10 Steps To Creating A Church Planting Prospectus (That People Will Actually Read)
A proper church planting prospectus will serve you on multiple fronts over the first three to five years of your church plant. It will serve as a primer for those interested in becoming a part of your core-team, for possible financial supporters, or for those who simply want to know how they can pray for you. It will serve as an atlas as your forming your small groups, launching gatherings, and putting together documents like by-laws and articles of incorporation. In the midst of chaos, confusion, and difficulty, it can serve as a well needed reminder of why you’re planting and help you remember the long-term vision and goals of your church plant. While a prospectus in no way guarantees the success of a plant, it’s an important part of, as Tim Keller puts it, “building an altar that God would honor with his fire.” Putting convictions, vision, and structures down on paper has a way of unifying and building a shared vision amongst your core team.
For these reasons, it's important that you put your prospectus together with care and diligence. But if you’re anything like I was a couple of short years ago, you’re not exactly sure where to start. I hope these 10 steps help you get the ball rolling in creating a prospectus that will serve you in your church planting endeavors.
Firstly, you need to prepare yourself. If there is one step that you absolutely cannot skip, it’s this one. Prepare not just to create a church planting prospectus, but to plant a church. The sort of preparation it takes to plant a church happens over the span of years. It involves a lot of Bible reading, prayer, character formation, theological training, and mentoring from older, wiser pastors. This will lead to planting a church and writing a prospectus from a place of conviction and compassion, rather than being subject to whatever the cult of the novel has served up this month. Pray, read the Bible, and submit to godly leadership before you consider planting a church.
Next, do some research. While your vision, calling, and context will be unique to your church, there’s also no need to reinvent the wheel. Read other church planting prospectuses and ask a lot of questions of leadership who have experience with writing or reviewing this sort of document. Others have likely thought of certain elements of vision and implementation that you haven’t. The Church has been planting local churches for a very long time and have a figured a few things out. Don’t be afraid to learn from others.
Writing is as close as we humans get to creating “ex-nihilo.” You begin with a blank page and end with document filled with words, sentences, paragraphs, ideas. Something that makes this process flow with a little more ease is creating an outline and then filling in the content. Think about the creation account in Genesis 1. The first three days, God creates the heavens, the earth, and the seas. The next three days are spent filling the heavens, earth, and seas with planets, plants, and animals. It helps to follow this pattern by creating chapters and outlines, and then fill the chapters and outlines with content.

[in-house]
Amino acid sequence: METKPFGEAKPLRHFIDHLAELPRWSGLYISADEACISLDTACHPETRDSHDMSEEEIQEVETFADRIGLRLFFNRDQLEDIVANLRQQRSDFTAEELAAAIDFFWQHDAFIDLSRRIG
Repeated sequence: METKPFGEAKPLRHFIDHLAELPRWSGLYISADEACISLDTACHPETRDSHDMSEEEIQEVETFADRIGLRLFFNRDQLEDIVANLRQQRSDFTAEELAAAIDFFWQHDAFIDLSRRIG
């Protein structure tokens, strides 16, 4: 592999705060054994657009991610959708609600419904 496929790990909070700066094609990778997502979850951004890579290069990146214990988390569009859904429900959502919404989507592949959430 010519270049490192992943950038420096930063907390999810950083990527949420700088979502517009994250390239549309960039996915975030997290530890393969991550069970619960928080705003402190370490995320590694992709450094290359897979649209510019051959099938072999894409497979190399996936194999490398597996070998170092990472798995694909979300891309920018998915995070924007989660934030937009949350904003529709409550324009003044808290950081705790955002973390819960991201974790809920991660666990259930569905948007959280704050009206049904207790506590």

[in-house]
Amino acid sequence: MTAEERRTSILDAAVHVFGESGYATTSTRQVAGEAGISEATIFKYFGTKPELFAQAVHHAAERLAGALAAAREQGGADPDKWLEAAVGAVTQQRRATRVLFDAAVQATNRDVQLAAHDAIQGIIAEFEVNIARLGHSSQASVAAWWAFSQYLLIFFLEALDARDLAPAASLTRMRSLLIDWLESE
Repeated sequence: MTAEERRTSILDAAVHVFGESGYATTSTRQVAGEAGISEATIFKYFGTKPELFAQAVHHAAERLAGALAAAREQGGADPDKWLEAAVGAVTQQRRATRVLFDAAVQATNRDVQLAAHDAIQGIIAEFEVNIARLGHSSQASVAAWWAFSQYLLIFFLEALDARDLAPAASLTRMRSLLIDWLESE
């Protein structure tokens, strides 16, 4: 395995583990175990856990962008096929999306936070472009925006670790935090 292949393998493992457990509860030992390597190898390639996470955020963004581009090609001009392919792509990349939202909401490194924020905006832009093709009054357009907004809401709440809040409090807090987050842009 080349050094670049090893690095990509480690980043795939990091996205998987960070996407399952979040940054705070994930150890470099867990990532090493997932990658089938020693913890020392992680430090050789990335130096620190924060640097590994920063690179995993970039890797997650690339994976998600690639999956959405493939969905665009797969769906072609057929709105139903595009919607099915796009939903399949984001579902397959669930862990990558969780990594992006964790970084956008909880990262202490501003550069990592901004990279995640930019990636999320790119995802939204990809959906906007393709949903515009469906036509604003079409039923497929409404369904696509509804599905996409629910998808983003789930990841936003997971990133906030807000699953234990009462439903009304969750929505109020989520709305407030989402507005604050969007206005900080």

After you create your outline, you can begin to fill in the content. There’s no need to make everything just right in this step—just write. If you’ve been through a period of preparation and have done a fair amount of research, you probably have a lot of content rolling around in your head already. Don’t worry about communicating perfectly yet, just get the content on paper.
After you’ve finished writing your prospectus, go back and shorten sentences, paragraphs, and pages wherever you can. Exchange big words with smaller words. Clarify sentences that are clunky and confusing. Make everything as simple, understandable, and concise as possible.
It would be wise to send your prospectus to several competent editors at this point. You’ve likely committed grammatical and spelling crimes that need correction. No matter how gifted and precise you are, you won’t be able to catch them all. Ask the friends that are always correcting your spelling and grammatical errors. As annoying as they may be, they will serve you well in this step.
This document is going to help remind you of your vision, goals, and timeline over the next few years. So make sure it is comprehensive, yet clear and concise. Specificity and flexibility is a hard but necessary balance to strike. Review your prospectus at this step and make sure you are satisfied with it’s outcome.
I handed this step off to someone much more competent and gifted than I. The reality is, people will be more likely to read and enjoy your prospectus if it’s aesthetically pleasing. Fill it with photos of your family and your city. Lay out the content in a way that’s easy to look at and read. The folks who will be reading this document are possible core team members, prayers, and financial supporters. Make sure your prospectus is deigned in a way that serves them well.
Send it to the printers or if you have access to a decent printer and a binder, print and bind it yourself. I know that things are increasingly becoming more digitalized, but many will appreciate having something solid in their hands.
Send it to everyone you can think of. Possible financial supporters, prayers, core team members—anyone who might be interested in what you’re doing. Don’t be shy, you never know where members, prayer, or support might come from.
Going through these steps and creating a church planting prospectus is well worth your time. By giving proper thought and communicating your vision in this form you will keep yourself from making big decisions on the fly, care for your core-team by letting them know what is central and expected, and keep your eyes on what God has called you to.